They're stealing our jobs!
One of the most frequently cited threats of artificial intelligence is that it creates unemployment. If a program is able to detect cancer, why do we need a doctor, right? Let's not joke, though – machines have been stealing our jobs for at least a few centuries. A single harvester is able to perform as much work as two dozen farmers or more; a single supervisor is needed to take care of ten semi-attended checkouts. Concerns are surely grounded
Some even say we're at the eve of the fourth industrial revolution and suggest that many professions will completely vanish. People who work on AI, however, look at this threat a little differently.
At the turn of the 19th century, when it was believed that the introduction of automobiles would cause mass unemployment of wagon drivers, coachbuilders, and so on. It turned out that new technologies generated even more jobs. It's the same with most of the breakthrough technologies of the last three centuries – including the introduction of railway or air transport. These are phenomena that change the structure of employment, but in principle push the market and civilization forward.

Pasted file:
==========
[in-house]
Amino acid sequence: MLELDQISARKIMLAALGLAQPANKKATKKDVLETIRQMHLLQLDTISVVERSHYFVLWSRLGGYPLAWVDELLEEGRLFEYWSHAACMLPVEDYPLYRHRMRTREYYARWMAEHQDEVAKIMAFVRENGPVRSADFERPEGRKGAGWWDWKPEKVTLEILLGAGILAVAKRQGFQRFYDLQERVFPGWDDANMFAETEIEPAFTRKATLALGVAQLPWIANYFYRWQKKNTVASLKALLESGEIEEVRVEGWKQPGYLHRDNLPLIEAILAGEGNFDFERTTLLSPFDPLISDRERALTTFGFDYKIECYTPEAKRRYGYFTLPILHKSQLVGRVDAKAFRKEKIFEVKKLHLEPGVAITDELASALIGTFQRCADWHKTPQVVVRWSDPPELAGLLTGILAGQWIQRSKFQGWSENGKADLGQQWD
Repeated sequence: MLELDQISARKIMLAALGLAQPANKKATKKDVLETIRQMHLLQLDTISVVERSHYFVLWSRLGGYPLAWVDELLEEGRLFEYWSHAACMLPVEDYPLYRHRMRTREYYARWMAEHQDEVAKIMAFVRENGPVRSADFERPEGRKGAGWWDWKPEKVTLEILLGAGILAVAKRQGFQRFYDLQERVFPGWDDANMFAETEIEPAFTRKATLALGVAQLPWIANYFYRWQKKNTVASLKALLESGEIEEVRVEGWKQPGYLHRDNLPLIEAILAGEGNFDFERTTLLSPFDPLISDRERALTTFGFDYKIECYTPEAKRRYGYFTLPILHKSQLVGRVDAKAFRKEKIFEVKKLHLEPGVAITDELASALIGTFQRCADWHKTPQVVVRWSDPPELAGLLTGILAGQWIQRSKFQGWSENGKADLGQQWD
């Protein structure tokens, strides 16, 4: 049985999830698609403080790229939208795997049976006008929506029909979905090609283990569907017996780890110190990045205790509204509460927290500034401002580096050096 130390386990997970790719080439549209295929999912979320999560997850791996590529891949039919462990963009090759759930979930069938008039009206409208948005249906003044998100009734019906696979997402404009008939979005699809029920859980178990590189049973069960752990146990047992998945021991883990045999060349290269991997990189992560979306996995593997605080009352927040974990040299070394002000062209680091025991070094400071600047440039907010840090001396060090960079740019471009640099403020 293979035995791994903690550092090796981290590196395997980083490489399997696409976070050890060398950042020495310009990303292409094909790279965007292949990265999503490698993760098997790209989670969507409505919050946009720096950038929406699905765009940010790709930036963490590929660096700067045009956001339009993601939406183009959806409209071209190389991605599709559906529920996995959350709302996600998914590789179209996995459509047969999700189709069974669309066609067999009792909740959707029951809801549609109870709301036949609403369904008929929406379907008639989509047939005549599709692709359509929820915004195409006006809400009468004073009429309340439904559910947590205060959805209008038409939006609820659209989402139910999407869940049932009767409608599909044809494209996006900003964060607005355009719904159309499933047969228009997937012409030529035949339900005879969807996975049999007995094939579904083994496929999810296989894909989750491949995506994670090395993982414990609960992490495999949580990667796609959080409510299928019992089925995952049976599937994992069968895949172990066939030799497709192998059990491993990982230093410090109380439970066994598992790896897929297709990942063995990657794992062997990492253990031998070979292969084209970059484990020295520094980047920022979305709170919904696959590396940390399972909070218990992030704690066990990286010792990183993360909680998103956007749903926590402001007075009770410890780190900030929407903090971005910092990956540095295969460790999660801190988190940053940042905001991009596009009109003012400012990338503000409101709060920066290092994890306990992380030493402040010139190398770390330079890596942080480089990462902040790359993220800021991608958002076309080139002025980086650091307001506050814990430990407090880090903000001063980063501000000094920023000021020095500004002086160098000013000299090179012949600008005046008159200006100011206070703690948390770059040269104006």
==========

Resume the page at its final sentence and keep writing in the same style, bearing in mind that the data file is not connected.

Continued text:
However, such technologies should not be implemented without considering their deeper impact on society as a whole. I am convinced that in the short term, we will have to face these changes – both from the legal, regulatory perspective, and by adapting to their impact on the labor market.
Piotr Biczyk, QED Software